Rugby World Cup: All Blacks' 'Ka Mate' Haka explained by most Basque New Zealanders

Rugby World Cup: All Blacks' 'Ka Mate' Haka explained by most Basque New Zealanders

“Ka mate! Ka mate!”. Before every international rugby match against New Zealand, after the national anthem, there is always that special moment. That of the haka during which the 15 blacks beat their chests and thighs with their fists and the ground with their feet. the A face with bulging eyes and sometimes a tongue hanging out. One island ritual is explained by Shaun Spring, a former New Zealand Māori rugby player, who has settled in the Basque Country since 1992 to play rugby for US Garazzi, Saint-Jean-Pied-de-Port, which has since become US Navarro. Today he lives in Lahons and is still touring the rugby world. He runs a Haka Maori company that specializes in team building.

“You have to tell a story.”

“Haka means ‘to do’ in Maori. In the broad sense: dancing, singing. Then you need a third element, you have to tell a story. There are thousands of haka. Every tribe, every school, etc.” It has its own haka. It is a way of unification and recognition.” The All Blacks version of the haka is called “Ka Mate”. It was inspired in the 1820s by the story of the Māori leader Te Rauparaha.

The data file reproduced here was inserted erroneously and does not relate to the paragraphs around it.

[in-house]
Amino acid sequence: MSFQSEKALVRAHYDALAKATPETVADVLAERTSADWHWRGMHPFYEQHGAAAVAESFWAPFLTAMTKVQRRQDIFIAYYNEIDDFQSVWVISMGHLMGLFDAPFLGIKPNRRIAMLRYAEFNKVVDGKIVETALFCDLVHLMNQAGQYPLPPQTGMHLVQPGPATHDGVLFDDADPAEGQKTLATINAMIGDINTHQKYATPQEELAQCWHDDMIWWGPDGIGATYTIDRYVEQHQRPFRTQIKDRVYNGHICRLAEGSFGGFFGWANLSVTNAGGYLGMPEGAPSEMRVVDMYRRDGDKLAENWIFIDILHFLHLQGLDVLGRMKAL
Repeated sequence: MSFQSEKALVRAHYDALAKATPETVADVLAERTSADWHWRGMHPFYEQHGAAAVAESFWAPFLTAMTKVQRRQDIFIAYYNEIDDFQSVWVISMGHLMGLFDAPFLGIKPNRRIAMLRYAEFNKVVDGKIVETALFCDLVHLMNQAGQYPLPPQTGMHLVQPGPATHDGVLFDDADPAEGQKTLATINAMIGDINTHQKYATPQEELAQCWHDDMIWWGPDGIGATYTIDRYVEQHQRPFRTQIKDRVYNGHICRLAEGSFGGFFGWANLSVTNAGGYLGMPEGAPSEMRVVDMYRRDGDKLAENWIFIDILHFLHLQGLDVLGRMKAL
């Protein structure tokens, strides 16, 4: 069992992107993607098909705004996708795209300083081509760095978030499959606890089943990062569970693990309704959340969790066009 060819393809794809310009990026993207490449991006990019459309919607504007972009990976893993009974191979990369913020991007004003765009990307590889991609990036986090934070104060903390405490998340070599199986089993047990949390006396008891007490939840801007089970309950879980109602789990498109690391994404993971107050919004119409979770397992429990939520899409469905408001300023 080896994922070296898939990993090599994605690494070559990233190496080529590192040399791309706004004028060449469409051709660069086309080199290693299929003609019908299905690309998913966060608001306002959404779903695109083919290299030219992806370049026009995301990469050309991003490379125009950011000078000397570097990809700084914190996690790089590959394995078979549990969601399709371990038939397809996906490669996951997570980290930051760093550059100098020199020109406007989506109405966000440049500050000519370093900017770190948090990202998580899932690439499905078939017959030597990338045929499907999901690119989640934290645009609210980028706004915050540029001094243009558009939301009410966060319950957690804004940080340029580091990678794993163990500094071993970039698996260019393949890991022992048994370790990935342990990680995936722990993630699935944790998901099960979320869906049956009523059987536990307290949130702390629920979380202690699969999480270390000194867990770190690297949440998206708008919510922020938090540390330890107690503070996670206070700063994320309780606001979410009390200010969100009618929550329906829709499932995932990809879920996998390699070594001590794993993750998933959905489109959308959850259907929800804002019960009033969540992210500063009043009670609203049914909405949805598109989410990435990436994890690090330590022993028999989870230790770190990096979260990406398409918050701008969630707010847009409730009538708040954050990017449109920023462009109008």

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He managed to escape after being held captive by an enemy tribe. While escaping, he hides in the hole of a house in a friendly village to escape his captors. The chief of this village and his wife hide, and he sees the warriors arriving looking for him, so he repeats in a low voice: “Ka mate, ka mate” (“I will die, I will die”). After that the man starts to get out of danger He celebrates life and shouts: “Ka ora, ka ora” ( “I see the sun and I will live” ).

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1905: The birth of a legend

Before thanking the village chief and his wife: “Tenei te tangata puhuruhuru, Nana nei i tiki mai, whakawhiti te ra” (“Here is the hairy man who went and snatched the sun and made it rise again.”). at the end: “Hobani, Kobani! Witty te ra! Hey!” (“One step up! Another step up! Be strong and fast before the rising sun! I'm alive, yes!). This day was born “Ka mate! Ka mate!”.

As for introducing this haka to the world of rugby? We need to take a leap in time. Until 1905, to be precise. It was on this date, while they were there First foreign tour In the United Kingdom, but also in France and against Canada, whose predecessors All blacks Launching what would quickly become a legend.

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All Blacks Hakka translated | Ka mate

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